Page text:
Dr Ijaz Hossain is involved with teaching profession for the past 40 years. At present he is a Professor with Chemical Engineering Department of Bangladesh University of Engineering Technology (BUET).
He is primarily involved with research works on energy and power sector and has been providing advices on this to both government and private sectors.
This energy expert has talked extensively about the present and future energy and power situation with energynewsbd.com Editor Aminur Rahman.
energynewsbd.com: The primary energy source of Bangladesh is natural gas, half of which is being supplied by US oil company Chevron. Chevron has recently made arrangement to sell its Bangladesh operation to a Chinese consortium. What is your opinion on this issue?
Ijaz Hossain: This is certainly not good news because we are extremely dependent on supply from Bibiyana gas field, which is a difficult field to manage. Chevron has managed it very well using the best technology and knowledge available. We have to wait and see how well the new company manages Bibiyana. Moreover, Bibiyana is projected to decline in production. This needs to be managed well, otherwise we may lose this field very early.
energynewsbd.com: How serious and responsible do you think the government is in managing the on-shore gas fields and finding new structures?
Ijaz Hossain: Despite giving Bangladesh Petroleum Exploration and Production Company Limited (BAPEX) all support, no new large structures have been found. At the same time international Oil Companies (IOCs) have been barred from on-shore exploration. All these point to very poor management and decision making with regard to on-shore reserves and resources.
energynewsbd.com: For constructing the Liquefied natural gas (LNG) terminal and to increase the usage of LNG, the government has signed two agreements with two different companies. It wants to sign more agreements with other companies. Do you think the government is in a right track in doing this?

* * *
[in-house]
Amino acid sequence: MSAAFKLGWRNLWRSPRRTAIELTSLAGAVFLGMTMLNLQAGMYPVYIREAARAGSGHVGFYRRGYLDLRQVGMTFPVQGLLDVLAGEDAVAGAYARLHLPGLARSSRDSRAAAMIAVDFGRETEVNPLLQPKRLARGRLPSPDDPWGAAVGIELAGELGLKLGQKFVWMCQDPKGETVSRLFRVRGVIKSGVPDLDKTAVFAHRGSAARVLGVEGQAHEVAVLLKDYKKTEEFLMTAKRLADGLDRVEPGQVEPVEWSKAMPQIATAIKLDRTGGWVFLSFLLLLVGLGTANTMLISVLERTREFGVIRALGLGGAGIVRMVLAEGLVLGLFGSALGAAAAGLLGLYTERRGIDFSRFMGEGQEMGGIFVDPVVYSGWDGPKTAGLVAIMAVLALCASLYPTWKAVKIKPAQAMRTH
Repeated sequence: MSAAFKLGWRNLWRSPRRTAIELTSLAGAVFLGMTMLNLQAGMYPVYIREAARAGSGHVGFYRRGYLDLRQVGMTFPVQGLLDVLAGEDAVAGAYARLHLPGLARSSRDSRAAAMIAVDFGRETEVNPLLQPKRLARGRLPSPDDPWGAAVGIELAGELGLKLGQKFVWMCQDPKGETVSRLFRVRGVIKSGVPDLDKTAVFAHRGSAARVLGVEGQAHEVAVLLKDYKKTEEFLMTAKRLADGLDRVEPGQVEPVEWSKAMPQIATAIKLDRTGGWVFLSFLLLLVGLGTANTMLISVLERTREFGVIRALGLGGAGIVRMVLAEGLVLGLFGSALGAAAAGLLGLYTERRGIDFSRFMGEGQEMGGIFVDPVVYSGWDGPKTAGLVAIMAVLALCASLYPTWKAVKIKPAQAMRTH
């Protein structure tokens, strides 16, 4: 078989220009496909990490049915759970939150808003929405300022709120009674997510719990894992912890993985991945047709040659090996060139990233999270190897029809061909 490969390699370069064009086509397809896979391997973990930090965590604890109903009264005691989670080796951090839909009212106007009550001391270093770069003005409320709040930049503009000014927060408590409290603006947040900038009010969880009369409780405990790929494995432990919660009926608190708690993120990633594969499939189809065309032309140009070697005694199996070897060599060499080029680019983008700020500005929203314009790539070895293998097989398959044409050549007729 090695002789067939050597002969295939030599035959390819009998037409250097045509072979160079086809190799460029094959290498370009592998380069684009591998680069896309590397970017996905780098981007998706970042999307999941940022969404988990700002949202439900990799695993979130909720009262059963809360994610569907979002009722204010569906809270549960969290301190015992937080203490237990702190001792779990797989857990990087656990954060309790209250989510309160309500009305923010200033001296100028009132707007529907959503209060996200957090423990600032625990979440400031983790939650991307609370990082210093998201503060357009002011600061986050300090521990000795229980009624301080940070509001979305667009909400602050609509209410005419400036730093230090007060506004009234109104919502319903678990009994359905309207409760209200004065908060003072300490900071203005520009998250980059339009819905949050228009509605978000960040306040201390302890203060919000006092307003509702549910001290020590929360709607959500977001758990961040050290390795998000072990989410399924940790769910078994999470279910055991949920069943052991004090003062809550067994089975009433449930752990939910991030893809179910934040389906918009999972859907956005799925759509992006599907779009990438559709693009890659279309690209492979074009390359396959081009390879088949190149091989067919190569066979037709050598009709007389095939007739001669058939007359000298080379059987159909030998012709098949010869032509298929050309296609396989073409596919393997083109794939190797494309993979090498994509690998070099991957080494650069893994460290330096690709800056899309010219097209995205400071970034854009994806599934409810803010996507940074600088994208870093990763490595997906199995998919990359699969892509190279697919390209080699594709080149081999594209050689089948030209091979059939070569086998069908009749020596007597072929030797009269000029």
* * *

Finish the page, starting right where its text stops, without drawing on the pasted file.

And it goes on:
Ijaz Hossain: No, absolutely not. LNG is a very expensive fuel. Much greater thought and planning is needed before introducing LNG into Bangladesh market. The impact of the high gas price on all sectors should be studied properly and the market for primary fuel should be totally opened up and made completely tax free.
energynewsbd.com: To mitigate the electricity demand, the government has opted for electricity import. How effective it will be for ensuring energy security?
Ijaz Hossain: Up to a point this is good for the country, but if it exceeds 25% of the total, then two issues arise. First, it will imply overly dependence on another country for a vital commodity. This cannot be good. Instability in that country can disrupt supply. The good relations prevailing now may be hampered for some time in the future.
Second, Bangladesh is losing out on value addition opportunity to generate the power in the country. Power generation is a safe and lucrative business involving millions of dollars. If this business can be kept in the country it will provide jobs and other spin-off benefits.
energynewsbd.com: The summer season is here and there has been no news of large scale load-shedding. Do you think the government has succeeded in staving off the electricity crisis for the consumers?
Ijaz Hossain: Yes, to a great extent this is true. Urban areas may be free from load-shedding but rural areas are continuing to suffer long hours of power outages. Lately we hear excuses such as it is fault of the distribution lines and sub-stations. If this is true then improving the transmission and distribution infrastructure along with generation is the responsibility of the government. A good power system means generation, transmission and distribution.
We must also remember that it has not been that hot this year. When the real hot season is upon us, we have to see how well the government tackles the situation. Moreover, there have been complaints of low voltages and unreliable power. Industries are suffering greatly as a result of this.
energynewsbd.com: The government has taken an initiative of providing electricity to every household. What will be your advice if the government takes a similar initiative of providing Liquefied petroleum gas (LPG) to each and every household? Do you think it’s feasible? If so, how?
Ijaz Hossain: I do not understand how this will be done. At the present moment, LPG is controlled by the private sector. Therefore, first, the government will have to develop its own infrastructure and capacity to acquire and distribute LPG. Then, comes the pricing. If subsidy is not given, most households will not be able to afford LPG. If subsidy is given to every single household, I believe it will greatly strain the nation budget.